Day: October 26, 2012

Fire strikes apartment in east Keizer

By JASON COX Of the Keizertimes  A woman and her baby escaped a fire that officials believe started in a bedroom of a four-plex on Meadowbrook Court NE. Keizer Fire personnel arrived on the call after dispatch at about 2:30 p.m. Friday, October 26 to 4276 Meadowbrook Court NE. The resident, Brittany Johnson, was in the shower with her young child when she heard the fire alarm go off. “I got out and saw smoke coming out of the vents and out of my room, and got out as quick as I could,” she said. Keizer firefighters checked a common attic to see if the flames had spread. No one was believed to be remaining in any of the building’s units. More information will be posted later. Cause of the fire is not yet...

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Teaching wonder, one student at a time

By ERIC A. HOWALD Of the Keizertimes Abigail Marzolf, Holly Provost and Isabella Rodriguez lead me around the Forest Ridge Elementary School naturescape showing off their favorite spots, talking about the macroinvertebrates they find in the two ponds and listing the various birds they’ve spotted in the space right outside their classroom door. This isn’t the first time I’ve seen the naturescape, but it is the first time I’ve seen it through such young eyes. The girls’ enthusiasm for showing off what they know and willingness to stop mid-sentence and turn over a rock to see if they find anything new is infectious. Even in kids that are born with such traits, it takes constant cultivation to keep them involved at such a high level. In this case, teacher Laurie Aguirre deserves a lot of the credit. “I begin with sharing. Students that wish to tell about, read, or show something they have been working on get the spotlight with the others. It’s a natural progression to then work together with others with a common interest to teach the rest of the class about what they are excited about,” Aguirre said. Aguirre’s role in the classroom is as much that of a mentor as teacher. She tries as much as possible to let the students lead lessons in learning numbers, body parts, planets and months of the year. Even when students...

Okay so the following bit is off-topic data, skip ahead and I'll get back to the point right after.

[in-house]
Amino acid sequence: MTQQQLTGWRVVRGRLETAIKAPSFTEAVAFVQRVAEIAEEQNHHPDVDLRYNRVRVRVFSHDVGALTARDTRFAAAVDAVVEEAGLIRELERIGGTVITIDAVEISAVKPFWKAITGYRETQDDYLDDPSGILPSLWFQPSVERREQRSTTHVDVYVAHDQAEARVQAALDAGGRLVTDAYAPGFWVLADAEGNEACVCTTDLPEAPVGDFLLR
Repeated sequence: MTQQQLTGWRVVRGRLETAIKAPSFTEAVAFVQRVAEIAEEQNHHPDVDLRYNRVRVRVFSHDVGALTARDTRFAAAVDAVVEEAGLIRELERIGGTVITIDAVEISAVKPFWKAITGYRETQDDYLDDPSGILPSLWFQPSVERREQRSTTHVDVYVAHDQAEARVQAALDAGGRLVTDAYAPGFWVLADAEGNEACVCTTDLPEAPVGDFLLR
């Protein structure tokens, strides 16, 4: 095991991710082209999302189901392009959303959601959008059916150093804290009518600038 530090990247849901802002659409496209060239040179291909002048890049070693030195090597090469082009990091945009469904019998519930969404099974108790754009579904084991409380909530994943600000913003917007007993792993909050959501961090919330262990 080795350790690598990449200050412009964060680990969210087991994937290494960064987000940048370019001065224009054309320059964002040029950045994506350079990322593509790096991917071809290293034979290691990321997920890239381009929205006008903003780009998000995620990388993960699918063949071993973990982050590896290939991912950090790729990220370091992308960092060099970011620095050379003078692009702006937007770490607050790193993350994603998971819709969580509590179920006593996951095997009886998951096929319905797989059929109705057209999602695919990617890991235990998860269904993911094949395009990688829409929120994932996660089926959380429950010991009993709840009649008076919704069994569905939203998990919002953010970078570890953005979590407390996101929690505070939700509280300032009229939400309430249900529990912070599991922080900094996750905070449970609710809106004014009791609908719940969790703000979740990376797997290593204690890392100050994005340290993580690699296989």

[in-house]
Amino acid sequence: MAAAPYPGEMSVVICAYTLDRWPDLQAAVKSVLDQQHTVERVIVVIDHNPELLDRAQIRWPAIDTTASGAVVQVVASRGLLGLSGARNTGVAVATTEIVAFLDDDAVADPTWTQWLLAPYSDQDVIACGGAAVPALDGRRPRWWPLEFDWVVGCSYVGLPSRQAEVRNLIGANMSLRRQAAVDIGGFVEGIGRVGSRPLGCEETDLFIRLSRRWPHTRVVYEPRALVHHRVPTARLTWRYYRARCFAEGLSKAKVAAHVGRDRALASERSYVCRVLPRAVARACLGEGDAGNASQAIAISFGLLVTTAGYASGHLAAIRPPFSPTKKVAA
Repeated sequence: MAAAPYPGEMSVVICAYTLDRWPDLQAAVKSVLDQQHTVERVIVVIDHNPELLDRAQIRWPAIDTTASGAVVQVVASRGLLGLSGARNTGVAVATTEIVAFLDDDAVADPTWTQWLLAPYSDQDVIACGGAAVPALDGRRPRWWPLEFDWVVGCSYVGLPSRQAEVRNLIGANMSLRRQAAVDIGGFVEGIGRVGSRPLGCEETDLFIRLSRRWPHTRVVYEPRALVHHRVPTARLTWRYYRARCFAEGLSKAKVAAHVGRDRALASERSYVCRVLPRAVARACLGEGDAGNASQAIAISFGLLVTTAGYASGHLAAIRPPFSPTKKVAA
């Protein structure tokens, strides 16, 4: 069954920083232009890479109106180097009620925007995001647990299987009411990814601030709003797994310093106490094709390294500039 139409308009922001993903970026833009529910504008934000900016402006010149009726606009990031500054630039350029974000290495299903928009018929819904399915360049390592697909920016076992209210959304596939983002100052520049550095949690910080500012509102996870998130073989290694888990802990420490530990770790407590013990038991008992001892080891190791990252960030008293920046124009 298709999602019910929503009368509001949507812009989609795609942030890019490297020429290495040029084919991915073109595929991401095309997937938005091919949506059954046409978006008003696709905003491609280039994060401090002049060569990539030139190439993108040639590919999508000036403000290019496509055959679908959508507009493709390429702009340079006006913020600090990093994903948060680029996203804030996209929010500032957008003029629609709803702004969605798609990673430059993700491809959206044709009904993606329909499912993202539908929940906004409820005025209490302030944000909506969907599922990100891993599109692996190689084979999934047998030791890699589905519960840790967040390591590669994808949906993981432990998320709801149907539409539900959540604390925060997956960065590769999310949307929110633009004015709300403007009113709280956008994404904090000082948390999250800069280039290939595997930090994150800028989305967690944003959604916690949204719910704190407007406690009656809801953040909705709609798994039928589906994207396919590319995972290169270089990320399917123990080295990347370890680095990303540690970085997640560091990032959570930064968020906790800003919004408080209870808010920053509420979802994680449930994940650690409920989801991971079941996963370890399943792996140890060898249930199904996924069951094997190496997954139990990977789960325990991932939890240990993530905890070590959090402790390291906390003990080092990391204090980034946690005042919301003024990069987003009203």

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Frights, fun and candy abound for Halloween

From the Nightmare Factory to pumpkin carving, local organizations are hosting a throng of Halloween-themed events this coming week. Here are our picks for the best of the best arranged by date. Oct. 28-31 • The Oregon School for the Deaf’s annual Nightmare Factory haunted house runs from 7 to 10 p.m. each night. The school is located at 999 Locust Street N.E. in Salem. Cost is $10 for general admission or $15 for VIP packages. A second run through is only $5. For $40 you can get strapped in a wheelchair and ride through the house courtesy of Booger. Bring two cans of food for the Marion-Polk Food Share and get $1 off your ticket. Saturday, Oct. 27 • Salem’s Starflower Hoops and Hoop Mafia are inviting area residents to hula hoop with the ghosts, zombies, and superheroes of the town during a spirited hoop jam. Extra hula hoops will be provided, and all are welcome to bring their own as well. Put on your finest Halloween costume and join in the festivities. 1 p.m. at 241 State Street in Salem. • Screening of The Rocky Horror Picture Show at the Grand Theater, 191 High Street in Salem. Do the time warp again in your favorite costume and join in a slew of interactive elements. Doors open at 7:15 p.m. Movie starts at 8 p.m. Monday, Oct. 29...